Starting lineup: 1 QB, 2 RB, 2 WR, 1 TE plus dual-flex RB/WR/TE All-play format for Weeks 1 and 2, whereby the top six scoring teams each week earn a win, and the bottom six scoring teams each week earn a loss   Starting lineup: 1 QB, 2 RB, 3 WR, 1 TE plus dual-flex RB/WR/TE
    3rd Round Reversal (3RR) draft order   Double-header
regular season schedule
    Kentucky Derby Style (KDS) draft preference system    
League Management
Software
RTSports Fanball RTSports RTSports
Prize Payouts $1,600 1st place
$350 2nd place league
$1,400 1st place
$700 2nd place
$150 3rd place league
$2,000 1st place
$350 2nd place league
$900 1st place
$300 2nd place
$100 3rd place league
$100 credit 4th place
  $50,000 1st place grand prize at 50 leagues (600 teams) $50,000 1st place grand prize $10,000 1st place grand prize $20,000
plus two tickets to “the Big Game” (a.k.a. Super Bowl) 1st place grand prize
  Smaller cash prizes for finishing top 10 championship round, consolation round, regular season overall, and toilet bowl Smaller cash prizes for finishing top 10 championship round
and consolation round
Smaller cash prizes for finishing top 3 championship bracket;
free entry in future Super Satellite league for finishing top 4 consolation bracket
Smaller cash prizes for finishing top 8 championship round
  Prize pool increases above 600 teams, mainly the championship round If the contest increases from 600 to 720 teams, the prize pool increases at the same payout rate League payout: 56.0%; overall payout: 90.4% at 144 teams or less* League payout: 41.8%; overall payout: 78.6% at estimated 360 teams*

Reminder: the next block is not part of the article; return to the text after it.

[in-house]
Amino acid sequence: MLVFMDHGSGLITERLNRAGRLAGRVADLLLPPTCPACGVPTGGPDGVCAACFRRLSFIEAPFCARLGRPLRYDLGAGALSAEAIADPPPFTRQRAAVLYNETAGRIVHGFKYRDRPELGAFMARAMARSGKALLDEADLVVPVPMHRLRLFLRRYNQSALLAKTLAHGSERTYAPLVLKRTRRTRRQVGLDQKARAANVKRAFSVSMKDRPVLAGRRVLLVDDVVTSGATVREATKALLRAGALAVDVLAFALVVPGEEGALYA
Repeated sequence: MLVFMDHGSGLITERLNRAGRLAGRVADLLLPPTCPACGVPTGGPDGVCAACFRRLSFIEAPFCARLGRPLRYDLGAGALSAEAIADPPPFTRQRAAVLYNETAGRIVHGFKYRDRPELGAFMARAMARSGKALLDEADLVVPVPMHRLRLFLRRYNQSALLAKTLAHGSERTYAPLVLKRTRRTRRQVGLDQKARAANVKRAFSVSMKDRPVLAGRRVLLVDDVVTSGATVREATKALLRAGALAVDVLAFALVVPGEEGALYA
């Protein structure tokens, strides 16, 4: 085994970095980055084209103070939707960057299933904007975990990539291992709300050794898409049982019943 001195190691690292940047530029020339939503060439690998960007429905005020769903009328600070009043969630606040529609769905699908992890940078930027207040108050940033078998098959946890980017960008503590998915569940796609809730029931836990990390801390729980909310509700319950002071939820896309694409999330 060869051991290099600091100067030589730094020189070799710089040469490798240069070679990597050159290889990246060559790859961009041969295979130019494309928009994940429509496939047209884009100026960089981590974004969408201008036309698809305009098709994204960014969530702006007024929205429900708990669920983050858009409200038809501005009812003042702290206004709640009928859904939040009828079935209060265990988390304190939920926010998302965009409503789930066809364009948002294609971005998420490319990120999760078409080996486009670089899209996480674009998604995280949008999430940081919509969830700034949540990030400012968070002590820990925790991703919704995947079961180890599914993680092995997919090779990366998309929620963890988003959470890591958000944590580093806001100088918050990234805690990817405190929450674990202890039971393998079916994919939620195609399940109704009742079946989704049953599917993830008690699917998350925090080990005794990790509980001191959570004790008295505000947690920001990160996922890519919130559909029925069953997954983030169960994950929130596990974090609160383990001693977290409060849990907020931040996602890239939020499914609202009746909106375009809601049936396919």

League payout: 46.4%; overall payout: 84.1% at 600 teams or less, 79.0% at 900 teams* League payout: 53.6%; overall payout: 90.5% at 600 teams or less    
Additional Points The prize pool is kept in an attorney escrow account, providing assurance of the security of the prize fund.      

* The above league payout percentages are estimated calculations. They exclude discounts for multiple contest entry purchases and future subscriptions, free entries, and credits where no cash alternative is provided.

So now I am left with the decision of how to allocate my funds. Every contest has different things I really like and some things I’m not as keen on. It isn’t an easy decision, and unfortunately (or fortunately, to make my decision easier), a lot of it will probably come down to the draft dates and times that best fit my schedule.